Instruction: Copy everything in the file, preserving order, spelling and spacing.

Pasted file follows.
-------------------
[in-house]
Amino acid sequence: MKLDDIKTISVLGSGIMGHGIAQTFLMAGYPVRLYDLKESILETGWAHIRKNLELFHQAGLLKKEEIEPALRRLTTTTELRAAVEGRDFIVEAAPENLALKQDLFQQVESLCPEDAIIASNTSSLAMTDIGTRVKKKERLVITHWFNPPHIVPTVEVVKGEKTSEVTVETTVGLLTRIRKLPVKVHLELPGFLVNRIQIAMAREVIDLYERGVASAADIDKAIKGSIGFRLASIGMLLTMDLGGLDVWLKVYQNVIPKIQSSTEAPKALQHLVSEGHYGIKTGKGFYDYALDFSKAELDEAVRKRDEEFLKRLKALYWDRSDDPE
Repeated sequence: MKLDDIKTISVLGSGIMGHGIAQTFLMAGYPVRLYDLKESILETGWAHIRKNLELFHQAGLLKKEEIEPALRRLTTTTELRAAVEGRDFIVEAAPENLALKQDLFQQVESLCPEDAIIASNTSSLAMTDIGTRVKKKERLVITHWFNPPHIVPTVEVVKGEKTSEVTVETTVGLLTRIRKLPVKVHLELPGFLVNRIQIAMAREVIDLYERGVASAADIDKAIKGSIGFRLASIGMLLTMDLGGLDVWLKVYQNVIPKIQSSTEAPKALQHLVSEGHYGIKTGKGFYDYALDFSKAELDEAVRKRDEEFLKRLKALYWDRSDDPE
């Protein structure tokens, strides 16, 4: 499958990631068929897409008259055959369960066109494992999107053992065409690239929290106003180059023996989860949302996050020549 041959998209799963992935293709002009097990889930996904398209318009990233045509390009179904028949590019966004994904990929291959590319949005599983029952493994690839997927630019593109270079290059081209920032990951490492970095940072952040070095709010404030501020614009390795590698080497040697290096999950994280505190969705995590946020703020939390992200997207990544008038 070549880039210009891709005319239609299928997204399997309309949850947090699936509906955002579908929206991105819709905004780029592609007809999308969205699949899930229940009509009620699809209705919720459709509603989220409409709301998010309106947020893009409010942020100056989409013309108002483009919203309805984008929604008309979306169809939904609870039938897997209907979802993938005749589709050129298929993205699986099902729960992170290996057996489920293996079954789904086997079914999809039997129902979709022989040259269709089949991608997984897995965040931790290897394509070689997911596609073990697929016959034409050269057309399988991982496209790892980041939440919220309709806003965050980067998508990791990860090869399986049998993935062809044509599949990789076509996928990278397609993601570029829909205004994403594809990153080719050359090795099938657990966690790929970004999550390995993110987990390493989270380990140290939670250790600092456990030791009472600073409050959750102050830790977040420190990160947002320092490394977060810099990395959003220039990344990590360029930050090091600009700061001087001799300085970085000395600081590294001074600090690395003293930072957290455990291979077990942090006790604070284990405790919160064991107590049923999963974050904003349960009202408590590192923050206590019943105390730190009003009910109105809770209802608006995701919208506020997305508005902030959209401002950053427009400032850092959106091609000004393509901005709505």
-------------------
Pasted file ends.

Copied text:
[in-house]
Amino acid sequence: MKLDDIKTISVLGSGIMGHGIAQTFLMAGYPVRLYDLKESILETGWAHIRKNLELFHQAGLLKKEEIEPALRRLTTTTELRAAVEGRDFIVEAAPENLALKQDLFQQVESLCPEDAIIASNTSSLAMTDIGTRVKKKERLVITHWFNPPHIVPTVEVVKGEKTSEVTVETTVGLLTRIRKLPVKVHLELPGFLVNRIQIAMAREVIDLYERGVASAADIDKAIKGSIGFRLASIGMLLTMDLGGLDVWLKVYQNVIPKIQSSTEAPKALQHLVSEGHYGIKTGKGFYDYALDFSKAELDEAVRKRDEEFLKRLKALYWDRSDDPE
Repeated sequence: MKLDDIKTISVLGSGIMGHGIAQTFLMAGYPVRLYDLKESILETGWAHIRKNLELFHQAGLLKKEEIEPALRRLTTTTELRAAVEGRDFIVEAAPENLALKQDLFQQVESLCPEDAIIASNTSSLAMTDIGTRVKKKERLVITHWFNPPHIVPTVEVVKGEKTSEVTVETTVGLLTRIRKLPVKVHLELPGFLVNRIQIAMAREVIDLYERGVASAADIDKAIKGSIGFRLASIGMLLTMDLGGLDVWLKVYQNVIPKIQSSTEAPKALQHLVSEGHYGIKTGKGFYDYALDFSKAELDEAVRKRDEEFLKRLKALYWDRSDDPE
């Protein structure tokens, strides 16, 4: 499958990631068929897409008259055959369960066109494992999107053992065409690239929290106003180059023996989860949302996050020549 041959998209799963992935293709002009097990889930996904398209318009990233045509390009179904028949590019966004994904990929291959590319949005599983029952493994690839997927630019593109270079290059081209920032990951490492970095940072952040070095709010404030501020614009390795590698080497040697290096999950994280505190969705995590946020703020939390992200997207990544008038 070549880039210009891709005319239609299928997204399997309309949850947090699936509906955002579908929206991105819709905004780029592609007809999308969205699949899930229940009509009620699809209705919720459709509603989220409409709301998010309106947020893009409010942020100056989409013309108002483009919203309805984008929604008309979306169809939904609870039938897997209907979802993938005749589709050129298929993205699986099902729960992170290996057996489920293996079954789904086997079914999809039997129902979709022989040259269709089949991608997984897995965040931790290897394509070689997911596609073990697929016959034409050269057309399988991982496209790892980041939440919220309709806003965050980067998508990791990860090869399986049998993935062809044509599949990789076509996928990278397609993601570029829909205004994403594809990153080719050359090795099938657990966690790929970004999550390995993110987990390493989270380990140290939670250790600092456990030791009472600073409050959750102050830790977040420190990160947002320092490394977060810099990395959003220039990344990590360029930050090091600009700061001087001799300085970085000395600081590294001074600090690395003293930072957290455990291979077990942090006790604070284990405790919160064991107590049923999963974050904003349960009202408590590192923050206590019943105390730190009003009910109105809770209802608006995701919208506020997305508005902030959209401002950053427009400032850092959106091609000004393509901005709505």